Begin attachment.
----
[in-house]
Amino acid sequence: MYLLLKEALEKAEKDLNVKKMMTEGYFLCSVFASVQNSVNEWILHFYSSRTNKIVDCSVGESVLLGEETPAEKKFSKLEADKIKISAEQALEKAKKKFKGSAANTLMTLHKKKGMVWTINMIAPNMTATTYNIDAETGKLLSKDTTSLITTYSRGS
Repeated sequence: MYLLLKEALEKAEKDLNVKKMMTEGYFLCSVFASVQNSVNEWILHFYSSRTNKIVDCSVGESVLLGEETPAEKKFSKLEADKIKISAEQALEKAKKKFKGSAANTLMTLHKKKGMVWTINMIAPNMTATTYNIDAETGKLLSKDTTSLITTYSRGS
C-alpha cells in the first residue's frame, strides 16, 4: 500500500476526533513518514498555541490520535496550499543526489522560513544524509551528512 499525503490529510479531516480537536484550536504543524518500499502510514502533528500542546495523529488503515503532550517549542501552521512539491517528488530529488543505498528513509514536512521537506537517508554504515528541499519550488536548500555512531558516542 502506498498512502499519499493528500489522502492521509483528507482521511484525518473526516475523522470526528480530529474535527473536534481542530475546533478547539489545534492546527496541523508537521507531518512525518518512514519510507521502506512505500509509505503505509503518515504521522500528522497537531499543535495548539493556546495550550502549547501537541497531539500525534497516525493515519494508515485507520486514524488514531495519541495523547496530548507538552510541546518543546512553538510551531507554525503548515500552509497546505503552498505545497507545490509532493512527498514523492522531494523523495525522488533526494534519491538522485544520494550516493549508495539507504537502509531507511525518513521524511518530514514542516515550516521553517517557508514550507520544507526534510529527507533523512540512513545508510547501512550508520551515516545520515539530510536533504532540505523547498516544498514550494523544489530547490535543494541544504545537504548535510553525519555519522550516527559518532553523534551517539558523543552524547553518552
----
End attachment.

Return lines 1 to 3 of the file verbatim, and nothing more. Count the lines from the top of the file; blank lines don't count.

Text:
[in-house]
Amino acid sequence: MYLLLKEALEKAEKDLNVKKMMTEGYFLCSVFASVQNSVNEWILHFYSSRTNKIVDCSVGESVLLGEETPAEKKFSKLEADKIKISAEQALEKAKKKFKGSAANTLMTLHKKKGMVWTINMIAPNMTATTYNIDAETGKLLSKDTTSLITTYSRGS
Repeated sequence: MYLLLKEALEKAEKDLNVKKMMTEGYFLCSVFASVQNSVNEWILHFYSSRTNKIVDCSVGESVLLGEETPAEKKFSKLEADKIKISAEQALEKAKKKFKGSAANTLMTLHKKKGMVWTINMIAPNMTATTYNIDAETGKLLSKDTTSLITTYSRGS